Force Majeure Based on


Duane S. Horning, Esq.[1]

March 20, 2020


1           Introduction

Does the COVID-19 pandemic excuse contract performance under the doctrine of force majeure? In many cases, yes. The answer will often turn on the degree of impairment of the pandemic on the ability to perform.

In California, the defense of force majeure does not depend on being expressed in a contract. It is available by statute, California Civil Code § 1511 (Deering 2020). 

Following is a summary of the force majeure defense under California law. No California case has been found where force majeure was asserted based on an epidemic or pandemic. When the defense is based on COVID-19, parties and the courts must draw principles from cases involving other circumstances.

2           Force Majeure Defined

“No [one] is responsible for that which no [one] can control.”[2] From this statutory and common sense maxim flows the defense of force majeure. So called “acts of God”[3] are a subset of force majeure and are within the rule.[4] Force majeure is a potential defense both of contract and tort claims.[5]

Download the Formatted PDF »


Force majeure falls in two categories: operation of law; and irresistible, superhuman cause. The defense is codified as follows:

The want of performance of an obligation, or of an offer of performance, in whole or in part, or any delay therein, is excused by the following causes, to the extent to which they operate:

1. When such performance or offer is prevented or delayed by the act of the creditor, or by the operation of law, even though there may have been a stipulation that this shall not be an excuse; however, the parties may expressly require in a contract that the party relying on the provisions of this paragraph give written notice to the other party or parties, within a reasonable time after the occurrence of the event excusing performance, of an intention to claim an extension of time or of an intention to bring suit or of any other similar or related intent, provided the requirement of such notice is reasonable and just; [or]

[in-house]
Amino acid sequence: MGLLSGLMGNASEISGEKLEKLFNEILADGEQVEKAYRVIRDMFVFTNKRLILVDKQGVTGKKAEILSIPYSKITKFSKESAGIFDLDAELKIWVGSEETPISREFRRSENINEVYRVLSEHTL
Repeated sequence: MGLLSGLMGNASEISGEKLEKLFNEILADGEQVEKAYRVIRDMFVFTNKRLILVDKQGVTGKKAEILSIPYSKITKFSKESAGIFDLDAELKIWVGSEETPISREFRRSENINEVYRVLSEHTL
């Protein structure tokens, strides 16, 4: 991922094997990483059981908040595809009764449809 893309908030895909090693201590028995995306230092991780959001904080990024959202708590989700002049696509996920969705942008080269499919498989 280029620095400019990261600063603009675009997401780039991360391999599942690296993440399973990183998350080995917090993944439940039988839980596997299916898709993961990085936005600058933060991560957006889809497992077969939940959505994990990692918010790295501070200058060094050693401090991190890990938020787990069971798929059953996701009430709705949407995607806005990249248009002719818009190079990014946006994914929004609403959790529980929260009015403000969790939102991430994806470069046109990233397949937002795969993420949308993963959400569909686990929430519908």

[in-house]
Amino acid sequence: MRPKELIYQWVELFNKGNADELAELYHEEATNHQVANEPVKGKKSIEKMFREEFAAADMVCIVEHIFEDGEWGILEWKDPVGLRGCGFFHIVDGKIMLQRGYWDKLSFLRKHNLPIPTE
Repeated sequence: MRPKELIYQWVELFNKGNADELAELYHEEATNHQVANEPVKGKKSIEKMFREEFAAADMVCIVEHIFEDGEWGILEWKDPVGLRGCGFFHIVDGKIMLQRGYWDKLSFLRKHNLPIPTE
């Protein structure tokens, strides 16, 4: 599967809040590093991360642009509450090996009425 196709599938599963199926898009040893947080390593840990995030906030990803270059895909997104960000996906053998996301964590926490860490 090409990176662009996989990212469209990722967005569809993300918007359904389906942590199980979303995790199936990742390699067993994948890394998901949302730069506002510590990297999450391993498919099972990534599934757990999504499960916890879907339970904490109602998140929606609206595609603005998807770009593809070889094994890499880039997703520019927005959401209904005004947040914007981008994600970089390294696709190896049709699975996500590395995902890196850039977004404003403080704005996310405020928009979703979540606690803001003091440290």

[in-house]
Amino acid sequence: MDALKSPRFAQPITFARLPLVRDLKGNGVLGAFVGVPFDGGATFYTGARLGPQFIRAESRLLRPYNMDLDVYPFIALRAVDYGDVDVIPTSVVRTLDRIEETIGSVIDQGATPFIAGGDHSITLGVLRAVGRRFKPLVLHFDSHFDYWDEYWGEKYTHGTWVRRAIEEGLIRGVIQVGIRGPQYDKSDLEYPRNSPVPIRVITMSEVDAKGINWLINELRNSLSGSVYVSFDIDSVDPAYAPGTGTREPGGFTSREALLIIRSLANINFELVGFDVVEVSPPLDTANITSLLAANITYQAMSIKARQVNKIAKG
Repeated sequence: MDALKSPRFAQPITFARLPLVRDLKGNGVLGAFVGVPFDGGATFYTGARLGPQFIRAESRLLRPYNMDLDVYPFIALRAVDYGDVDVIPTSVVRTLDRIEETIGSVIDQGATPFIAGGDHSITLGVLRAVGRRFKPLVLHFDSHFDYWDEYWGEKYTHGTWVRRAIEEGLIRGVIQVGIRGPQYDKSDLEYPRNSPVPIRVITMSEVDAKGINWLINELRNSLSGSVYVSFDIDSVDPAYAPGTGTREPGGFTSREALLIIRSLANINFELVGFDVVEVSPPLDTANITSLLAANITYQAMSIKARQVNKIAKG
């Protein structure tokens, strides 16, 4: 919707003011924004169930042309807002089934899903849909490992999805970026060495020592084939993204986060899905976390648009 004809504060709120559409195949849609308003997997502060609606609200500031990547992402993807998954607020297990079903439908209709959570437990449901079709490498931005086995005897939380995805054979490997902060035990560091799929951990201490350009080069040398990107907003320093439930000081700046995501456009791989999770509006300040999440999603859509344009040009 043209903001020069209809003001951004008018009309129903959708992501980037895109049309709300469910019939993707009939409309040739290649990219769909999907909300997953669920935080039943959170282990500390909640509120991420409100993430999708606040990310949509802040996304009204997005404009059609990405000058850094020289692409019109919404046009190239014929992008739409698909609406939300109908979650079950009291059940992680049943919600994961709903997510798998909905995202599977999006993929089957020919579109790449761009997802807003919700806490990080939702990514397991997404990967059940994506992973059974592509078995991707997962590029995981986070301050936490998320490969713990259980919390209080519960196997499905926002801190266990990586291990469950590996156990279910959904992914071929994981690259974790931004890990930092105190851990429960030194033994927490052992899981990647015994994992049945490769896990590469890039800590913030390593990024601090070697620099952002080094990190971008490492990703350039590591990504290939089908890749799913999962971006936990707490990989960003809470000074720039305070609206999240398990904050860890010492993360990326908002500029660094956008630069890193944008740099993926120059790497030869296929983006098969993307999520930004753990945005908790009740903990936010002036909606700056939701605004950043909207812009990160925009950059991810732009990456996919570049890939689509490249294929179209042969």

2. When it is prevented or delayed by an irresistible, superhuman cause, or by the act of public enemies of this state or of the United States, unless the parties have expressly agreed to the contrary; … .[6]

2.1         Operation of Law

As serious as the health impact is of cornoavirus disease 2019 (COVID-19), the governmental actions taken to attempt to contain it may be as much or more grounds for invoking the force majeure defense.[7]

The presently include at least an order for “all individuals living in the State of California to stay home or at their place of residence, except as needed to maintain continuity of operation of the federal critical infrastructure sectors, critical government services, schools, childcare, and construction, including housing construction.”[8] This is in addition to prior orders and “recommendations” for closure of bars, nightclubs, restaurants other than take-out, houses of worship, and other gatherings of 10 or more people. California Governor Gavin Newsom issued an executive order that authorizes local governments to halt evictions for renters, homeowners, and commercial tenants, slows foreclosures, and protects against utility shutoffs for Californians affected by COVID-19.[9]

It is foreseeable these and other governmental actions may be alleged to impede performance of some contracts. Whether they excuse performance depends on the extent and nature of the impairment.

“[A]n action for breach of contract does not lie when its performance is prevented by operation of law.”[10] “[T]here is no liability for breach of a contract whose performance has been made impossible by operation of law.”[11] “A party is not required to violate the law to avoid liability for breach of contract.”[12]

Some cases hold mere difficulty or delay in performance due to governmental activity, as distinguished from a complete bar to performance, may not be enough to constitute the defense of force majeure.[13] “[L]aws or other governmental acts that make performance unprofitable or more difficult or expensive do not excuse the duty to perform a contractual obligation.”[14] For example, during wartime when the government was commandeering a large amount of the same material needed for a defendant’s performance, some material was still available, and the defense of “operation of law” failed.[15]

These cases seem to conflict with the plain language of § 1511, quoted above. The first paragraph states “performance, in whole or in part, or any delay therein, is excused … .” (Emphasis supplied.) Both subsections expressly state performance is excused if “prevented or delayed.” (Emphasis supplied.)